Linden Creek, Faulconbridge

Rock boulders at Highlands Rd Faulconbridge fire trail to Linden Creek

Last Sunday marked our family’s return to bushwalking since COVID-19 restrictions were lifted. We headed to the small village of Faulconbridge to follow a trail leading to Linden Creek, a popular walk among the locals. Linden Creek criss-crosses many suburbs in the Blue Mountains and is a major tributary of the Grose River which then feeds into the Hawkesbury River.

“The bad news is, there are leeches on this track. The good news is, there are leeches on this track and the sooner you learn about them, the more places you can explore when you grow up.” The pre-bushwalk spiel to the family was really to prepare me – I have an aversion to slugs, snails and leeches which Miss 7 and Master 5 have, thankfully, not picked up. The spiel was accompanied by a generous drenching of insect repellent and clothes shuffling as pants got stuffed in socks.

On the way to Linden Creek via Highlands Road Fire trail

It rained the day prior to our walk which made the path muddy and slippery. The sounds of boots squelching, bell miners calling in their punctuated tinkling bell calls, and the wind rushing through the trees accompanied our slow walk to the end of the fire trail. Here we were greeted by the steep descent to Linden Creek and one of Miss 7’s favourite things: rock boulders.

There were plenty of giggles from Master 5 who found it amusing to slide down the rocks on his bottom. The walk down to the trail near the creek bed took us a bit over an hour as we slowly and carefully made our way down the boulders littered with loose rocks. The sunlight became more and more muted by the towering eucalyptus canopy and the air was noticeably cooler as we reached the fern-lined path next to the creek.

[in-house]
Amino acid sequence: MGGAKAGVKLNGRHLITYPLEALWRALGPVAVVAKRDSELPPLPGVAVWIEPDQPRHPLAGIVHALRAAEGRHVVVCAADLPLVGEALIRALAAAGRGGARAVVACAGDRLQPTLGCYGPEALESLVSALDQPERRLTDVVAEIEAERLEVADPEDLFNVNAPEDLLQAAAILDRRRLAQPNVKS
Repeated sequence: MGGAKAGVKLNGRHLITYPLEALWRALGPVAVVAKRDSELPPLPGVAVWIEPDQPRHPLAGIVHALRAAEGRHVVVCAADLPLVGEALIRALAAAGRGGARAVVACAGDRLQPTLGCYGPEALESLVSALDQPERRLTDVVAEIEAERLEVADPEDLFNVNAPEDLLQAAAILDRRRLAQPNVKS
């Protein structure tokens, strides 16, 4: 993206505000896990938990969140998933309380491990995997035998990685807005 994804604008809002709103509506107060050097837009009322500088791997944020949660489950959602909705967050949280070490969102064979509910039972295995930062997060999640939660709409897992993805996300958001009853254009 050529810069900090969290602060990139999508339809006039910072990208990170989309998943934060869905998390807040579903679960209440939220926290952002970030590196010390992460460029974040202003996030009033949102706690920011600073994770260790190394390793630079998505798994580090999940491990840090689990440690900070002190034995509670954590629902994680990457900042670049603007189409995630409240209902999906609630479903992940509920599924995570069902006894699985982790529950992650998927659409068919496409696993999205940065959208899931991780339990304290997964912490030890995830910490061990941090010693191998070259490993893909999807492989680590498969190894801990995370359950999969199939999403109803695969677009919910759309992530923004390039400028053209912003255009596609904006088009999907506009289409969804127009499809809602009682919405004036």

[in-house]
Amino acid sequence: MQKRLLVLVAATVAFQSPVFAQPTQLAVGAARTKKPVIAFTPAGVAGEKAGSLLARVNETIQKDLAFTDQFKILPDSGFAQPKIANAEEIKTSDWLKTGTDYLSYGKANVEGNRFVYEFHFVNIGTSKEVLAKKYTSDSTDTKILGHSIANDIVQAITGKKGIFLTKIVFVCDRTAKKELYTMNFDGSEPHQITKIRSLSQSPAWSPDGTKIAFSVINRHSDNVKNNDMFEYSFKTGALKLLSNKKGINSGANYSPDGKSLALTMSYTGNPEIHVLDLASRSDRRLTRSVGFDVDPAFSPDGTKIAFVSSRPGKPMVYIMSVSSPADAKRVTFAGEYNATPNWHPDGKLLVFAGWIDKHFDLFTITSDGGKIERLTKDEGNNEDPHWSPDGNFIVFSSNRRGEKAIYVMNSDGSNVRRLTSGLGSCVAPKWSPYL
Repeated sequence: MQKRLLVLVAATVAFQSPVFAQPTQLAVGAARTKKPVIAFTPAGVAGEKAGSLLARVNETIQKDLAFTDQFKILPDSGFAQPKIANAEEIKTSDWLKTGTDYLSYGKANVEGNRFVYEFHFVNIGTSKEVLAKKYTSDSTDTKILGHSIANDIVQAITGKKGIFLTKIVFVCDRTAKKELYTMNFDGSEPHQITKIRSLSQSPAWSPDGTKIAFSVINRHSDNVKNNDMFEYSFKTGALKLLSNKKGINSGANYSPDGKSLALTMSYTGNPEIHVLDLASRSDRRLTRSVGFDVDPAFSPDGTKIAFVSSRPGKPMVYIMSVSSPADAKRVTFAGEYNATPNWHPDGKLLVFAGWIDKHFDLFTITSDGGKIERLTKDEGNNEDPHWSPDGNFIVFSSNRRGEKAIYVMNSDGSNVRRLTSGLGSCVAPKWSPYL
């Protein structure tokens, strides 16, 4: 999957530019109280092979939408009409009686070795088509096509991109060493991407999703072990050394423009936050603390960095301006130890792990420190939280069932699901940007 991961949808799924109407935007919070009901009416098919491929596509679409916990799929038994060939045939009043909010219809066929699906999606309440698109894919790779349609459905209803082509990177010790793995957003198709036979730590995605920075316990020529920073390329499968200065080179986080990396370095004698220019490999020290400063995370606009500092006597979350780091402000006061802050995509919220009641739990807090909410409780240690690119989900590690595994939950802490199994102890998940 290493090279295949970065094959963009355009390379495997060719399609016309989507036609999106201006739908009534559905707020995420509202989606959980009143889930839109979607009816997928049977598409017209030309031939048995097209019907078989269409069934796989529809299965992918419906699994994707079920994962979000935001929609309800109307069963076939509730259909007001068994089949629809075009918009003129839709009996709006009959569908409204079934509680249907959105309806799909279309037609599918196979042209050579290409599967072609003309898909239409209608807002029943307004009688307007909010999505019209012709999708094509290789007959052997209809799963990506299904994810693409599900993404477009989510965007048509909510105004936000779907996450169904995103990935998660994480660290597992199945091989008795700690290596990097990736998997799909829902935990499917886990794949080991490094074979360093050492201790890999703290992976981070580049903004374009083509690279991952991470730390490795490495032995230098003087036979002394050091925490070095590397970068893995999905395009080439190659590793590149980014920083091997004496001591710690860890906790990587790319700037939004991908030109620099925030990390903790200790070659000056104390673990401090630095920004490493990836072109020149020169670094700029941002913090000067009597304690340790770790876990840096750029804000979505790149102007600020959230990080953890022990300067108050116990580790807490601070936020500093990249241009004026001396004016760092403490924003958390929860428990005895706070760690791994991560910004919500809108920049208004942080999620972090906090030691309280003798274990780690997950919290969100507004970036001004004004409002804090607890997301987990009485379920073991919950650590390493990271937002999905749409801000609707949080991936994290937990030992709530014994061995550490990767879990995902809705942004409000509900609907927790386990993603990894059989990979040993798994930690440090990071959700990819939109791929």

“Walk faster please”, “Don’t touch the ferns”, and “They can also drop from above” I nervously called out as I ran and peered to the left to find suitable stepping stones that led to the creek. Andrew walked at the same leisurely pace, the appointed leech remover. I couldn’t bring myself to walk further into the trail where more densely clumped ferns and the glistening wet track apparently housed (I was told by a local after the walk) the said leeches and a wagon wheel of potential historical value or was originally one of the wheel displays from the front yard of 49 Highlands Street above. The wagon wheel had to wait another day, when I am finally ready to deal with leeches.

Miss 7 led our run up, away from the ferns and the creek towards the steep boulder ascent to return the way we came. When we reached the fire trail, we walked together in silence for a few minutes then she held my had before saying, “Mummy, you should stop being scared of leeches so you can explore more places.” TouchĂ©.

Want to try another rock scrambling track (without leeches)? Check out our post, Berowra Waters Scramble, for a day hike or an overnight camping trip on the banks of the Hawkesbury River.

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